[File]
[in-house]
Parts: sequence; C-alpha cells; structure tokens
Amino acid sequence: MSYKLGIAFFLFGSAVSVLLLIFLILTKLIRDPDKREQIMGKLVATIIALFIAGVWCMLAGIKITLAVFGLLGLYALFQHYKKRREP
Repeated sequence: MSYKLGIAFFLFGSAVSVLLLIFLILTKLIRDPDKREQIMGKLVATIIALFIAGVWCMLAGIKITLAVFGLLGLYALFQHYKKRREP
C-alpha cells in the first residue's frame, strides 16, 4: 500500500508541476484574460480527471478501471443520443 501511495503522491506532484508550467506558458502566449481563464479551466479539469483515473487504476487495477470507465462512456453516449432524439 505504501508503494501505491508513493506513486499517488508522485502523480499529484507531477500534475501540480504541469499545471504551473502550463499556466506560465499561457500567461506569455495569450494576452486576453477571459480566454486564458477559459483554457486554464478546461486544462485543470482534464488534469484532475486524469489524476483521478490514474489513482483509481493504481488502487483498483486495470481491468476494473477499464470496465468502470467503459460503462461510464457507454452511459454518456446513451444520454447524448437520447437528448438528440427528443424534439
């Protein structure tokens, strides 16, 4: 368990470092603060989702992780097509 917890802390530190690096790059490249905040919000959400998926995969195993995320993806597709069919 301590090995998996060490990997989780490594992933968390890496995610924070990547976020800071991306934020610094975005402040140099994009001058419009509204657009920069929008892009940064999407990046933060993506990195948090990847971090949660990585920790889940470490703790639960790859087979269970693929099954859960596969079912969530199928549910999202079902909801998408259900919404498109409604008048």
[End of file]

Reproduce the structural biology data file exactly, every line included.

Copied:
[in-house]
Parts: sequence; C-alpha cells; structure tokens
Amino acid sequence: MSYKLGIAFFLFGSAVSVLLLIFLILTKLIRDPDKREQIMGKLVATIIALFIAGVWCMLAGIKITLAVFGLLGLYALFQHYKKRREP
Repeated sequence: MSYKLGIAFFLFGSAVSVLLLIFLILTKLIRDPDKREQIMGKLVATIIALFIAGVWCMLAGIKITLAVFGLLGLYALFQHYKKRREP
C-alpha cells in the first residue's frame, strides 16, 4: 500500500508541476484574460480527471478501471443520443 501511495503522491506532484508550467506558458502566449481563464479551466479539469483515473487504476487495477470507465462512456453516449432524439 505504501508503494501505491508513493506513486499517488508522485502523480499529484507531477500534475501540480504541469499545471504551473502550463499556466506560465499561457500567461506569455495569450494576452486576453477571459480566454486564458477559459483554457486554464478546461486544462485543470482534464488534469484532475486524469489524476483521478490514474489513482483509481493504481488502487483498483486495470481491468476494473477499464470496465468502470467503459460503462461510464457507454452511459454518456446513451444520454447524448437520447437528448438528440427528443424534439
């Protein structure tokens, strides 16, 4: 368990470092603060989702992780097509 917890802390530190690096790059490249905040919000959400998926995969195993995320993806597709069919 301590090995998996060490990997989780490594992933968390890496995610924070990547976020800071991306934020610094975005402040140099994009001058419009509204657009920069929008892009940064999407990046933060993506990195948090990847971090949660990585920790889940470490703790639960790859087979269970693929099954859960596969079912969530199928549910999202079902909801998408259900919404498109409604008048």